Article

Aging

Peter Uhlenberg

in Sociology

ISBN: 9780199756384
Published online July 2011 | | DOI: http://dx.doi.org/10.1093/obo/9780199756384-0003
Aging

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  • Sociology
  • Comparative and Historical Sociology
  • Economic Sociology
  • Gender and Sexuality
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  • Social Movements and Social Change
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Although the sociology of aging focuses primarily on the later years of life, it is grounded in an understanding that aging of individuals is a lifelong process of growing up and growing older. Thus, to understand how old age is experienced, one must look at the entire life course that preceded reaching old age. This process of aging over the life course is affected by biological and psychological factors, but a sociological perspective makes an important contribution to our understanding of aging by explicating how social, economic, and political forces shape the aging experience. To a much greater extent than is commonly recognized, aging is socially constructed. This means that the ways in which individuals age are shaped by the existing social structures that they encounter over their life course. Among the important social structures that influence how we age are family systems, state programs and policies, organization of education and work, religion, and health care. One way to discover how social forces shape aging is to compare the aging experiences of different birth cohorts (a birth cohort consists of those born in a particular year who age together through time) and/or different components of the population (based on gender, social class, race/ethnicity, etc.). Another handle for seeing how context affects aging is comparative research across societies. The data available to study aging have expanded rapidly in recent decades with the growth of panel studies and comparable surveys in different countries. At a macro level, many populations grew older during the 20th century, and population aging has become a global phenomenon in the 21st century. Population aging is an inevitable consequence of societies achieving low birth rates and death rates, and may be seen as the successful outcome of extending life into old age for most people born. However, population aging also challenges existing social arrangements for providing economic security and health care for the elderly. A great deal of attention, in both the United States and other countries, currently is being given to how to structure pension and health care programs in a way that is equitable and encourages people to live productive lives in old age.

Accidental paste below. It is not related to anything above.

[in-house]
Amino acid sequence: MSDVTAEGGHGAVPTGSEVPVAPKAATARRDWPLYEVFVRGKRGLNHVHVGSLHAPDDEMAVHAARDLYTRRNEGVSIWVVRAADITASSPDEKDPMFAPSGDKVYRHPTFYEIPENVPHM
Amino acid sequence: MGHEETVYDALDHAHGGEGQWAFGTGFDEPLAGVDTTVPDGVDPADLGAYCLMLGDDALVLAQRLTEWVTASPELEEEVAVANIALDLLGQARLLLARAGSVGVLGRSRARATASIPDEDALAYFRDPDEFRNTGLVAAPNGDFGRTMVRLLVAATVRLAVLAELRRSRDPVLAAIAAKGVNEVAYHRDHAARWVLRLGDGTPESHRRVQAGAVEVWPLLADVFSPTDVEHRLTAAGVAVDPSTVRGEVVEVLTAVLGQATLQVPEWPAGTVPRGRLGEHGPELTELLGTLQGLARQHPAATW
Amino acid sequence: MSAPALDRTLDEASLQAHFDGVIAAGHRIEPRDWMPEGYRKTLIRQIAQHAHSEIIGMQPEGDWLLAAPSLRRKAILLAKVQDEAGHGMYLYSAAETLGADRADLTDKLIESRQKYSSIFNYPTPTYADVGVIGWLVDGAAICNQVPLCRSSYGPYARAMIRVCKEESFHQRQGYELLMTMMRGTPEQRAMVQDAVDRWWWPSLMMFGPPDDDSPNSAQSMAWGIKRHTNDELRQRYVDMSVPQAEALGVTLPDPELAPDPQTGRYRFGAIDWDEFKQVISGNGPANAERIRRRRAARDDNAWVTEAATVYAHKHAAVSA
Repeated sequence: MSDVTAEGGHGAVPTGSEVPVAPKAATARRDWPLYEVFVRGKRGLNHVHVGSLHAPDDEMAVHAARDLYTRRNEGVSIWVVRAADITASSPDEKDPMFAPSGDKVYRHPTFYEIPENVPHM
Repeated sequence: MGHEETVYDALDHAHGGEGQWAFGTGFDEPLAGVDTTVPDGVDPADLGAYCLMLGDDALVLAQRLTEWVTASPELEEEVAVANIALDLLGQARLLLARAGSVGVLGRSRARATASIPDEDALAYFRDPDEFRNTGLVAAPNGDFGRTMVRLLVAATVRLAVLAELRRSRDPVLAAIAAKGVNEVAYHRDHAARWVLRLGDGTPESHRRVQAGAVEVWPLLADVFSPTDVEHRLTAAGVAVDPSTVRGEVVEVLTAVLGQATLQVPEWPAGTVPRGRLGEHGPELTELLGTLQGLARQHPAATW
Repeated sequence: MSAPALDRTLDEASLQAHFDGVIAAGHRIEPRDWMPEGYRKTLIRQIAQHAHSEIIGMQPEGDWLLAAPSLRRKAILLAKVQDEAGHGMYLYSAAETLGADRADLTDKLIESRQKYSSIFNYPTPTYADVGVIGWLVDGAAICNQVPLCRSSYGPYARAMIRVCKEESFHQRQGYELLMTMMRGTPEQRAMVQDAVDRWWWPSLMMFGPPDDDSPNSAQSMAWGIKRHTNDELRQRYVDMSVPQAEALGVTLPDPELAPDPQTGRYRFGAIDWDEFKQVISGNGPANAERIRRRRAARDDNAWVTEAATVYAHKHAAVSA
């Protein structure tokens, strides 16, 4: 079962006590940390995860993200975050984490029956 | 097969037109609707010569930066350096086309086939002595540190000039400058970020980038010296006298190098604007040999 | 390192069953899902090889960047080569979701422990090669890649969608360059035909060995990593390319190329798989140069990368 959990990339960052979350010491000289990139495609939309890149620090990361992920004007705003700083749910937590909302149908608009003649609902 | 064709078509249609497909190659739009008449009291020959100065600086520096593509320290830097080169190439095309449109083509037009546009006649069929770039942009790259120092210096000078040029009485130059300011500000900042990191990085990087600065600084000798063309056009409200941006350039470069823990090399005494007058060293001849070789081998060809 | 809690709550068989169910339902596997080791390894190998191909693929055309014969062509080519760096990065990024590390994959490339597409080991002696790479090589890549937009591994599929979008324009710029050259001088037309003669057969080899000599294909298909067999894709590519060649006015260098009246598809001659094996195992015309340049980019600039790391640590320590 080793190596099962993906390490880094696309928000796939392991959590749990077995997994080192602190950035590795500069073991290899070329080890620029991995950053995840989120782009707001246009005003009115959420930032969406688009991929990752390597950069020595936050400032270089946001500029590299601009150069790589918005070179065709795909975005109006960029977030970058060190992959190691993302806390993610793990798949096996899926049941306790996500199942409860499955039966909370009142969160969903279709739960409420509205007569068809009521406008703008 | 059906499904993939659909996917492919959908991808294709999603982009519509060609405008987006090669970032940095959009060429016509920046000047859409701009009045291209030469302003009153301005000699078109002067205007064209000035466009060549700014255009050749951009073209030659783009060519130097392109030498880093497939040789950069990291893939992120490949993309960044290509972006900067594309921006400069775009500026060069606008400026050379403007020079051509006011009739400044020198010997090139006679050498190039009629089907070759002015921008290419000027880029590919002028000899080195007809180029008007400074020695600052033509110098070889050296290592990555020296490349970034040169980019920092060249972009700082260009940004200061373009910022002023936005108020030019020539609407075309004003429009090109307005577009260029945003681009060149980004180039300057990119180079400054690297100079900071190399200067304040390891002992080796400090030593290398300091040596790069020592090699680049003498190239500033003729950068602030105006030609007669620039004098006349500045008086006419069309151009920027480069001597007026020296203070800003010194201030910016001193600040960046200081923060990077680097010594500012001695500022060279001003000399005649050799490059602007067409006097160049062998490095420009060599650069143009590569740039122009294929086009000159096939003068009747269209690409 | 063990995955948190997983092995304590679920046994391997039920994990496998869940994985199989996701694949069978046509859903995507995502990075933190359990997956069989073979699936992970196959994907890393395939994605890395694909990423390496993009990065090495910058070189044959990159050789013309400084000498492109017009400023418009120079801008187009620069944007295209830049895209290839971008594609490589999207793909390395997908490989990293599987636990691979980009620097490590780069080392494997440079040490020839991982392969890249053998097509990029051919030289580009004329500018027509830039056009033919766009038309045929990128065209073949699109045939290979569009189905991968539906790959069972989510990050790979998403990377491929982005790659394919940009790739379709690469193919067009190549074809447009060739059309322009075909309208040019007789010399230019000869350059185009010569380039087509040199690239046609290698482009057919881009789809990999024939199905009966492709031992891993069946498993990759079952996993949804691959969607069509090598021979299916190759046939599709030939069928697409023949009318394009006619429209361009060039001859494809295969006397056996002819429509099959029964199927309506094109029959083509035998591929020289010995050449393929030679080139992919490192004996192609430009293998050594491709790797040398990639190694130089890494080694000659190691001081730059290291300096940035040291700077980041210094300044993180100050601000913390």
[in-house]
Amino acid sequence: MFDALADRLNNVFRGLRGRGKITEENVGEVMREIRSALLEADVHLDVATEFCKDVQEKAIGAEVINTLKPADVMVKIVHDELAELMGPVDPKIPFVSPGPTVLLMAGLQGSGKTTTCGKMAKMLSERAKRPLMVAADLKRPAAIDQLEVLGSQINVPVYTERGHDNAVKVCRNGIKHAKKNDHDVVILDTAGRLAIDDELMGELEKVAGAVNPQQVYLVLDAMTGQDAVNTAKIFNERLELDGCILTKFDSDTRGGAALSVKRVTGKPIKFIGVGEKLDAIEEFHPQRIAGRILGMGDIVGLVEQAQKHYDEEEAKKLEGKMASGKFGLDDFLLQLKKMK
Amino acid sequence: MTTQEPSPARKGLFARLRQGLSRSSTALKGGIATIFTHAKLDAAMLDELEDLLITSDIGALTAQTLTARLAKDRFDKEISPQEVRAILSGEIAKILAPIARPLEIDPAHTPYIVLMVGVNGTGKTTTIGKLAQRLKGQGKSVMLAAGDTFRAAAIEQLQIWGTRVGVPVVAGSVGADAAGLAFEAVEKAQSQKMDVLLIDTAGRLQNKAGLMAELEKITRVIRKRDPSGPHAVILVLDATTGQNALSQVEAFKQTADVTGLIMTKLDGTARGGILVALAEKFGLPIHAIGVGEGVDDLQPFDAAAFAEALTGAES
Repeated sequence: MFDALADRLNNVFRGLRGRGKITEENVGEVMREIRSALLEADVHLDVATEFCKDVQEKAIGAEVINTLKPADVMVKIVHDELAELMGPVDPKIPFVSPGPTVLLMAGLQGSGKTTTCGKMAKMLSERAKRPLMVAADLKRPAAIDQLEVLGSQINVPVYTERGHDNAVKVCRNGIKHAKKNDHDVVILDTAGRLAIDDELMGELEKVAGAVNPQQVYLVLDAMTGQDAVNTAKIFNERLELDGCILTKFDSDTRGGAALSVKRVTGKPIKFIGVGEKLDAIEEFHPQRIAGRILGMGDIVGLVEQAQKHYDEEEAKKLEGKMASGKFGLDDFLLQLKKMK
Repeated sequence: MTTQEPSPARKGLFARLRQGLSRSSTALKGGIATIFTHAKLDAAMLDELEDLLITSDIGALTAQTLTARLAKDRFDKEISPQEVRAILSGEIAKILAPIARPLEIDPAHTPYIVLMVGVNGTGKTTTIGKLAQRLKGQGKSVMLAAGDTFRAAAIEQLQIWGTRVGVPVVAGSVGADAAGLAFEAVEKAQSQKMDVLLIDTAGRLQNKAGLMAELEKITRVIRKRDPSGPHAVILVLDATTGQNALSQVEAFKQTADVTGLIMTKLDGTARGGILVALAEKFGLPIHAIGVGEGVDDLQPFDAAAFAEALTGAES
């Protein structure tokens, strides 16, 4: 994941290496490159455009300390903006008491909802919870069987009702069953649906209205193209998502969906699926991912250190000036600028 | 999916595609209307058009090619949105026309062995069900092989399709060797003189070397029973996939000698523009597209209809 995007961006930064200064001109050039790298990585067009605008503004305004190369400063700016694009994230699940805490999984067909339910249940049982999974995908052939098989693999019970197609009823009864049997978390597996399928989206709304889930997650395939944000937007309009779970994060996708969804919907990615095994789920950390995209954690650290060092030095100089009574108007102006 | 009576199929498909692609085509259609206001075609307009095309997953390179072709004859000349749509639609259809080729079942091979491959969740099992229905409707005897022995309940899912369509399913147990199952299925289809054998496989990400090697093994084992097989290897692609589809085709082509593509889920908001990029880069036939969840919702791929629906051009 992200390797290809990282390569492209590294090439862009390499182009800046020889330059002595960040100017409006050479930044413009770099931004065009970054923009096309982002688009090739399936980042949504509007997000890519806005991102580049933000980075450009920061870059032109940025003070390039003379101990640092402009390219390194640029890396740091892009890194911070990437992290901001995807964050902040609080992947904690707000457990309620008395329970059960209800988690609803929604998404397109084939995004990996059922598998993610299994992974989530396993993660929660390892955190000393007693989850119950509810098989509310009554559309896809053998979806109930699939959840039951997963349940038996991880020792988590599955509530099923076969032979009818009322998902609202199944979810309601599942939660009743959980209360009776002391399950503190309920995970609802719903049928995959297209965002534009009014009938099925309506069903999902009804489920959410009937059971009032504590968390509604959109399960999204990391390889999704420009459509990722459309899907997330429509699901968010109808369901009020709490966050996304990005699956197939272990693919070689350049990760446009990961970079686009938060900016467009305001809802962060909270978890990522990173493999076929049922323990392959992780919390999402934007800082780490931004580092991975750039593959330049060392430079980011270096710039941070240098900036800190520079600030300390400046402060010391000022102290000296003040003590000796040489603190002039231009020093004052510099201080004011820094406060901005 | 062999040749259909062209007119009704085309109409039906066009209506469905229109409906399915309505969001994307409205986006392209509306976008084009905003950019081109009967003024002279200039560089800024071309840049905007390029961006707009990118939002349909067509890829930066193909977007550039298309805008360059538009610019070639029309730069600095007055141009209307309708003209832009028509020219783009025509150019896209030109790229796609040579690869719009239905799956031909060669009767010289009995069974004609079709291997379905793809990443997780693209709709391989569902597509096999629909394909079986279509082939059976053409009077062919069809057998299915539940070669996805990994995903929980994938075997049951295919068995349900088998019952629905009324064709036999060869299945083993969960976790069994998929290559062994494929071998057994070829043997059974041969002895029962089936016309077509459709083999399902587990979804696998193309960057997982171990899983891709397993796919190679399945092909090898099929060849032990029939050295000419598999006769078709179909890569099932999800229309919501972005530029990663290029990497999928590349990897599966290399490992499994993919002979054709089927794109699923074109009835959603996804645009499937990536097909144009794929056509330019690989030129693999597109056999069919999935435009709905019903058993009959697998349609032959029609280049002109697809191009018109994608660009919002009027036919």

Article.  10173 words. 

Subjects: Sociology ; Comparative and Historical Sociology ; Economic Sociology ; Gender and Sexuality ; Health, Illness, and Medicine ; Population and Demography ; Race and Ethnicity ; Social Movements and Social Change ; Social Stratification, Inequality, and Mobility ; Social Theory

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